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I rented Rosemary’s Baby again after having not seen the movie in over ten years. Quaint by today’s extreme horror movie standards, the film has nonetheless retained its slow-boil tension up to the still terrifying reveal (I’m not going to spoil the ending but it’s pretty hard not to figure it out early on). But aside from the sheer craft of Polanski’s horror-show is the real reason to watch a movie that is over 47-years old: The beautiful Mia Farrow. This is an actress in a role that allows her to use every ounce of her formidable talent, spirit and energy. She is so compelling, so convincing and so apparently vulnerable that she draws the audience in with every fiber of her being.

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Mia’s greatest feature (in my humble opinion) are her eyes. She has these large, gumball-sized blue eyes that are made all the larger by her famous, fashion-statement on steroids Pixie cut. Ms. Farrow recent corrected the historians who attributed the iconic cut to Vidal Sassoon (Mia’s character even attributes the cut to him in the movie). However, it was Farrow herself that cut her own hair within-an-inch of its life and caught the attention of the world with its fashion-forward playfulness. Granted, Mia’s bone-structure and light features make her face glow to begin with but add the Pixie cut and her face and EYES are the main attraction in Rosemary’s Baby.

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The duality of Mia’s persona in the film is that a woman who looks so frail, so frightened can be so strong. She is all of 23 in the movie and her face literally glows (with youthfulness, and then illness as the movie progresses thanks to white make-up that Polanski had her wear to give her a sickly pallor). The young actress was famously married to Frank Sinatra at the time she took the role. He didn’t want her to do the movie and it’s a credit to Mia that she told her old man to go to hell. The subsequent divorce made the way for Mia to become a major star in her own right and no longer hidden in the shadow of the Chairman of the Board.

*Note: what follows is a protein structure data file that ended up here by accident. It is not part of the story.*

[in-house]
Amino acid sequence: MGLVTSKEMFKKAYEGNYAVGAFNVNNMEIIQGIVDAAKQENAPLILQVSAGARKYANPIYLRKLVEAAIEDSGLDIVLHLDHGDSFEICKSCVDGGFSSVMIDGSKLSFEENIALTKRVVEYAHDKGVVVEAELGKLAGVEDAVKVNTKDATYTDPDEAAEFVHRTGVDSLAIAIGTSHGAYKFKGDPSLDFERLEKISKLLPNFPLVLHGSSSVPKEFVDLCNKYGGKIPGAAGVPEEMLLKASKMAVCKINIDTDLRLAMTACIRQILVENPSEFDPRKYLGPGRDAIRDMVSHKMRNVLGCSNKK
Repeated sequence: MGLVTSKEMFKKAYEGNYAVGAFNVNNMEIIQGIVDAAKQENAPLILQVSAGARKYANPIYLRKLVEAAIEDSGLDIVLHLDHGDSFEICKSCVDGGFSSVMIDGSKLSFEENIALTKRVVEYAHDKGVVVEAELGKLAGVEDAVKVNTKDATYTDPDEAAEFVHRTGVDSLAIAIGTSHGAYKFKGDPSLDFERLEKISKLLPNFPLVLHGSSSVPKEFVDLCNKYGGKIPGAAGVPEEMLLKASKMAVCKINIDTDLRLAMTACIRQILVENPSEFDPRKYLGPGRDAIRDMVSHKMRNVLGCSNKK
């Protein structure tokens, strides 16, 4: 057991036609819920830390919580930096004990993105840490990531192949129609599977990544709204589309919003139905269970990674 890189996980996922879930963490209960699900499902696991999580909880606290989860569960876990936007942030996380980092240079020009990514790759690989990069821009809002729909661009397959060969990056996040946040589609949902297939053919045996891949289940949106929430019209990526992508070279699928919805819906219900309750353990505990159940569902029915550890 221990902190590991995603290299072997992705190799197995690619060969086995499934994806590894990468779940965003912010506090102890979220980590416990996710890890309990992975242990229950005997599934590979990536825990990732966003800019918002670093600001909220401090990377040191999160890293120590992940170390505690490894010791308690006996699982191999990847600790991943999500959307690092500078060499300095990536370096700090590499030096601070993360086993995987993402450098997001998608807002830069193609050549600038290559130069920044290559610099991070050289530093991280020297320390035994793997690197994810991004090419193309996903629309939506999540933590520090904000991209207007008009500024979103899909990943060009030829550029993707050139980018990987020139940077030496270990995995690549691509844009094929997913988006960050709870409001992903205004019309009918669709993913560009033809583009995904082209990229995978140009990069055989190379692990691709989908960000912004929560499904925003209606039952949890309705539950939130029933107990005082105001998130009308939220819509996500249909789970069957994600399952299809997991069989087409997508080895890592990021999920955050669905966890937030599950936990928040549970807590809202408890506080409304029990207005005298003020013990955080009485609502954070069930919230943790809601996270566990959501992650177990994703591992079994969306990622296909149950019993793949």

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Mia went on to become as big a fashion icon as she was a movie star. Like Audrey Hepburn in Wait Until Dark before her – the hidden strength of her character shown through in her movie persona – a perfect meld that stands the test of time even as most movies of the 60’s appear so dated because of the fashion, music and style of the times. Mia’s personality is of the 60’s but transcends the time period because of the allegory inherent in Rosemary’s Baby; that of a young mother fearing for the safety of her unborn child as well as her own – surrounded by evil in a world gone mad. Maybe that’s why it resonates so well today.

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This Halloween, treat yourself and the kids with this amazing, elevated horror movie. The thrills and chills are tame next to today’s average video-game let alone horror movie. And be warned, there is some nudity (albeit of a beautiful young woman in her absolute prime). But if you want to be spellbound by one of the most amazing screen performances ever captured, mesmerized by a woman who is more than the sum of her (movie) parts before or since – watch Mia Farrow in Rosemary’s Baby.

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Even before the climax at the end, you’ll know why the devil just couldn’t keep his claws off Mia with those deep, giant blue eyes of hers.

Garbo’s Last Stand: New Novel Cover Reveal

13 Oct

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Excited to share cover of my very first novel out this December 8th by Fiery Seas Publishing!

Garbo’s Last Stand – a novel

James Main is stuck making cable documentaries in LA when he places an ad looking for anyone still above ground who knew glamorous movie goddess Greta Garbo. He’s delighted when salty old tabloid reporter Seth Moseley replies with the promise of an untold story of why the reclusive star left Hollywood at the height of her power and fame.

A big thanks to Tom Sylvan for the gorgeous cover design and Misty Williams at Fiery Seas for all her support!

Hope you enjoy the cover and look forward to telling you more about the book as we get closer to the release date!

Jane Greer: Smoking in Bed

28 Sep

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Jane Greer grows on you. At least she did on me ever since I saw her in Out of the Past (1947). I can see why Howard Hughes fell for her and fell for her hard. But I’m getting ahead of myself.